Alimony is a payment from one spouse to another as a result of a settlement agreement or a court order. It follows the end of a relationship. The purpose of alimony is to offset the unfair economic impact caused by a divorce. An example of this is when a stay-at-home parent needs a source of income but has not worked for many years.
FindLaw's Alimony section covers the basics of alimony law. By following the links, you can learn about types of spousal support, eligibility requirements, tax consequences, and more. See also, the link to a printable PDF, "FindLaw's Guide to Spousal Support."
What Is Alimony?
There are several types of alimony that could be ordered temporarily during a divorce proceeding or after a divorce decree. (Alimony does not always involve a divorce case.)
- Temporary alimony can provide financial support during a legal separation.
- A partner can request alimony even if they were in a cohabitation relationship and not married. This is sometimes referred to as "palimony."
- Rehabilitative alimony can be ordered while a person is in school.
- A judge may order permanent alimony for an elder or disabled ex-spouse.
Alimony is intended to improve the receiving spouse's financial situation. The court will determine a certain amount of support based on financial needs. Alternately, the married couple can agree between themselves.
Many factors go into determining a spouse's needs and the amount of alimony that may be ordered, such as:
- The age and physical condition of each party
- The length of the marriage
- Each party's earning capacity
- The length of time needed for training or education for the lower-earning spouse to become self-supporting
- The standard of living the couple enjoyed during the marriage
These factors vary by state.
Even when a court orders an earning spouse to pay permanent spousal support, that may not mean forever. Remarriage is common and alimony ends upon remarriage of the receiving spouse. The "Alimony Basics" article below outlines what you need to know.
What is the Difference Between Alimony and Spousal Support?
There is no practical difference between alimony and spousal support. Alimony is simply an older term.
Can I Get Alimony?
Most states have requirements that the receiving party must meet in order to be eligible for an alimony award. Length of marriage is a common one. For example, some states require that the parties be married at least 10 years.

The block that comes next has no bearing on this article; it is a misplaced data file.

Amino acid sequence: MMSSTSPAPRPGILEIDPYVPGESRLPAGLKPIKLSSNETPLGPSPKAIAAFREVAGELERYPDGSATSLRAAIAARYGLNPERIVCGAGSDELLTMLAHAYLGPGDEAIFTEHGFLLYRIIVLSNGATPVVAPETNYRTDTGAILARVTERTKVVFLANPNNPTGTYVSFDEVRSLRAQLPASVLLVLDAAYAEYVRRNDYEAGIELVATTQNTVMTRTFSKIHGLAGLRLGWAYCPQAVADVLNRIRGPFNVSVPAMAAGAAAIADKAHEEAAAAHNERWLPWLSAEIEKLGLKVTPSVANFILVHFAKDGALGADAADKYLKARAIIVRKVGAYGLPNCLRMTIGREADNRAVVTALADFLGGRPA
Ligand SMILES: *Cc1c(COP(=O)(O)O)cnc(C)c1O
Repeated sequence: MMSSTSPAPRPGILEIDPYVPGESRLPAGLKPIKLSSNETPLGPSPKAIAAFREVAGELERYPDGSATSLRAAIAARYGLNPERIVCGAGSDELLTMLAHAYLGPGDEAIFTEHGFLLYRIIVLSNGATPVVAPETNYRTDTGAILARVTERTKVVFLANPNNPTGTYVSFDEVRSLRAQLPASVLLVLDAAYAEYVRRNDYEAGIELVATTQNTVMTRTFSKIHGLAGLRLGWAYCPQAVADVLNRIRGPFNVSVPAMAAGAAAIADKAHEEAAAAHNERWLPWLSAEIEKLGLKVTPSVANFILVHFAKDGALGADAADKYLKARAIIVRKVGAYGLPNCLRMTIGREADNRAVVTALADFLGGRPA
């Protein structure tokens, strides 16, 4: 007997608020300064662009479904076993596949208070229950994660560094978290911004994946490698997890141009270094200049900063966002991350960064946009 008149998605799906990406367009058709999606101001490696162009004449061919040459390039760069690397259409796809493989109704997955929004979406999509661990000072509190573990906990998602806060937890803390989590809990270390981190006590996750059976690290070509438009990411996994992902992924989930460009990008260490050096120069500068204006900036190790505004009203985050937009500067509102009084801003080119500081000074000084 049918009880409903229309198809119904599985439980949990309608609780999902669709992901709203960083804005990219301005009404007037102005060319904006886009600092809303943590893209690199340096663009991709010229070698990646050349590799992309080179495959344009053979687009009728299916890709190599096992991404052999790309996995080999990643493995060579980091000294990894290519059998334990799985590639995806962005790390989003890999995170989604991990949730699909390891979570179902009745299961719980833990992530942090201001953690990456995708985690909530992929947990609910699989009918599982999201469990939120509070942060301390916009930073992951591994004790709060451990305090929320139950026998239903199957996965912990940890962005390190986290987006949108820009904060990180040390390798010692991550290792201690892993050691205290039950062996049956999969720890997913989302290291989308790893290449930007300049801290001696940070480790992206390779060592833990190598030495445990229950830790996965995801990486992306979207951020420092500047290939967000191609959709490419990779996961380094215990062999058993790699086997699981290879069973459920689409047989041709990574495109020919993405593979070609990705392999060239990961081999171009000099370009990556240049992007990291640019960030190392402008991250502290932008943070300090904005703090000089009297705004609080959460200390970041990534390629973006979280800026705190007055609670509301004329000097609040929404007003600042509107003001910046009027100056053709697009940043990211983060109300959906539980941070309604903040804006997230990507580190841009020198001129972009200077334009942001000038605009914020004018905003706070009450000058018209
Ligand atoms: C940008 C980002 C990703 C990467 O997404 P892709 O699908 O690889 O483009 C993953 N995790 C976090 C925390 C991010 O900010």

The family court judge will consider the earning potential of each spouse. If one spouse lacks the education and work experience needed to become quickly self-sufficient, the judge may award rehabilitative alimony. They could also award money for retraining.
Alimony is gender neutral. Either spouse may be required to pay temporary or permanent spousal support.
Whether you are paying or receiving support, you will want to understand the tax consequences. See the articles "Alimony and Taxes" and "Records to Keep."
The IRS tax code changed in 2018. Alimony (or separate maintenance payments) are no longer tax-deductible if:
- The support order was executed after 2018, or
- The support order was executed before 2019 but later modified and the modification expressly stated that the alimony deduction did not apply.
Alimony payments are now neither deductible by the payer nor taxable to the recipient. The recipient should not include it in their gross income.
Review the questionnaire “Are You Entitled to Spousal Support?" to learn more about spousal support eligibility.
Is There Any Way to Legally Avoid Paying Alimony?
Alimony is not a given when a couple gets divorced. If both parties are earning income, which is often the case, a judge may determine that both spouses are capable of supporting themselves.
If a judge has ordered spousal support in an amount that is now too high for the payer, that person can go back to court to seek a reduction in alimony. Simply stopping payment of court-ordered support will have a lot of negative consequences for the non-payer.
If a support-receiving spouse is having trouble getting the money owed to them, they can seek court enforcement. A family court judge may cite the non-paying spouse for contempt of court for failing to fulfill a court order.
Alternatives to Monthly Spousal Support Payments
Good news for payers of alimony! You may be able to avoid years of annoying monthly spousal support payments. You can make one or a few lump sum alimony payments. See the article, "Avoiding Monthly Alimony Payments" to learn about this option.
State-Specific Spousal Support Forms and Resources
The article, "Forms and Information by State" provides links to resources in all 50 states. Click through to learn about alimony awards under state law. You can access the forms, motions, declarations, and affidavits you may need to file in state court.
Getting Legal Help
If you are getting divorced, speak to an experienced local divorce lawyer about how alimony is awarded in your state. If you have an alimony award but your former spouse is behind on payments, a family law attorney or creditor-debtor lawyer can help you get that money.